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silvershadow

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Gender: Male
Home country: USA
Member since: Thu Jul 8, 2004, 03:14 PM
Number of posts: 3,061

Journal Archives

I have a proposal for Congressman Paul Ryan.

In light of his continued dogged quest to stick it to our seniors with cuts to Medicare (raising the age), I have finally seen the light. He might be right. In examining the budget issues, the so-called defect crisis, etc for lo these many months and years now, I have come to the conclusion that belt-tightening is, in fact, in order. First, there is absolutely no way that our elected representatives can be considered employees of the Federal government, because they are not. They are elected representatives. Since they are not employees, I suggest we strip them of any benefits they may be (in fact, most certainly are claiming). I suggest they plan for their retirement with the advisor of their choosing, who can steer them to available plans in the open market. At 175k per year, I'm sure Mr. Ryan will be able to do a better job at planning for his senior years than just about anyone. Which brings me to my next suggestion: $175,000 per year really seems salty, if you ask me. Being that Congress is generally in session only about 3 days a week when they are even in session, it really boggles the mind when you break it down per hour. (I will forego any mention of evaluating the quality of the "work" performed, and pretend it is of at least average quality, enough to avoid termination if he were an actual employee). I say we build on Sen. Claire McGaskill's lead with the sequester legislation she introduced on the pay cuts, and extend it to the general deficit discussion. There must be a million ways our congress-critters have built a cushy life out of the "job" in Washington. Not having been there myself, there are probably others here who could add ides to the discussion. What do you all think? Cut their pay, dismantle their benefits and turn them loose to the open market?
Posted by silvershadow | Wed Mar 6, 2013, 04:01 AM (7 replies)

Ind. Senate calls for U.S. constitutional convention

Source: Indy Star

Indiana would seek a U.S. constitutional convention — the first ever called by the states — under a measure that passed the Senate on Tuesday.

The idea is being pushed by Senate President Pro Tempore David Long. When the Fort Wayne Republican found himself under fire from conservatives and tea party activists for blocking bills that defy the federal government — bills Long said were unconstitutional — he came up with an answer: Rewrite the constitution.

Long’s resolution, if it clears the House, will make Indiana the first state to seek a constitutional convention this year limited to two issues: restricting the federal government’s use of the interstate commerce provision and its taxing authority.

Long just needs 33 more states to agree. It takes two-thirds of the states to agree to invoke Article 5 of the U.S. Constitution to call for a constitutional convention to rewrite some or all of the document.

Read more: http://www.indystar.com/article/20130226/NEWS05/302260067/Ind-Senate-calls-U-S-constitutional-convention?nclick_check=1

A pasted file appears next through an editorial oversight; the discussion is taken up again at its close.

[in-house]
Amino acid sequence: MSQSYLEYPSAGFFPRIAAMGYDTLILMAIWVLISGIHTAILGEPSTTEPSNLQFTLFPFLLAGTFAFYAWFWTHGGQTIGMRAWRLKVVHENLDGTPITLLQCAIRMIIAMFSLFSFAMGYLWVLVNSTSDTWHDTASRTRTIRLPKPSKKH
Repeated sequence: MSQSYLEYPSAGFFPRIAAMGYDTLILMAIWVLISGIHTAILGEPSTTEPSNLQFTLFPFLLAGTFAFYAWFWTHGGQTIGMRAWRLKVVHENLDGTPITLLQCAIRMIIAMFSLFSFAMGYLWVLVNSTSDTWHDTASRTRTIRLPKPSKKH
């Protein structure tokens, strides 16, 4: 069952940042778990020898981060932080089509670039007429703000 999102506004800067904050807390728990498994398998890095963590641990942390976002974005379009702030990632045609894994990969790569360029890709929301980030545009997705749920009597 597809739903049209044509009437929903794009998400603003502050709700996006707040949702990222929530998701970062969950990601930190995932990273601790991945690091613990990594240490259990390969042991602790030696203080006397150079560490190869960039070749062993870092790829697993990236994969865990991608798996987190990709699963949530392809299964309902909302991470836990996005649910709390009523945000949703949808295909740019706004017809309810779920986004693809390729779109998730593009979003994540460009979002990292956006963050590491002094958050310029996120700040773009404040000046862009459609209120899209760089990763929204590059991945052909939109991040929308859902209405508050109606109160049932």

All I would add is if they go there, I intend to be a delegate. Mods I originally posted in GD thinking it was a blog posting, but this is a news article from Indy Star.

This is rich...are you ready? Ind. Senate calls for U.S. constitutional convention

Ind. Senate calls for U.S. constitutional convention

Indiana would seek a U.S. constitutional convention — the first ever called by the states — under a measure that passed the Senate on Tuesday.

The idea is being pushed by Senate President Pro Tempore David Long. When the Fort Wayne Republican found himself under fire from conservatives and tea party activists for blocking bills that defy the federal government — bills Long said were unconstitutional — he came up with an answer: Rewrite the constitution.

Long’s resolution, if it clears the House, will make Indiana the first state to seek a constitutional convention this year limited to two issues: restricting the federal government’s use of the interstate commerce provision and its taxing authority.

Long just needs 33 more states to agree. It takes two-thirds of the states to agree to invoke Article 5 of the U.S. Constitution to call for a constitutional convention to rewrite some or all of the document.

More:
http://www.indystar.com/article/20130226/NEWS05/302260067/Ind-Senate-calls-U-S-constitutional-convention?nclick_check=1
------------------

I posted here instead of LBN, not sure rules...this appears to be from the IndyStar blog. Sounds like Occupy may not have been out of bounds after all. Even the legislature agrees. I toss my name in the hat to be a delegate, should it ever pass. On edit: I don't think it's a blog, it's a staff story. I'm going to cross post to LBN.

Fascinating article about NationBuilder- a startup co to help anybody run a well-organized campaign.

At least I thought the concept was fascinating. From the article:

NationBuilder's potentially revolutionary tools help political campaigns quickly and efficiently build a website, accept donations and manage highly customized inventories of potential constituents and donors for as little as $19 a month, depending on how many people are in the database (called a "nation.")

also:

Although NationBuilder also markets its services to non-profits, businesses and local governments, Gilliam's real goal is to empower the 509,000 elected officials in the United States to run more organized and effective campaigns and, in turn, make the political system more democratic.

http://blogs.laweekly.com/informer/2013/02/nationbuilder_los_angeles_startup_tech_election_tool_jim_gilliam.php

Kickapoo for Wihsadoo! :)

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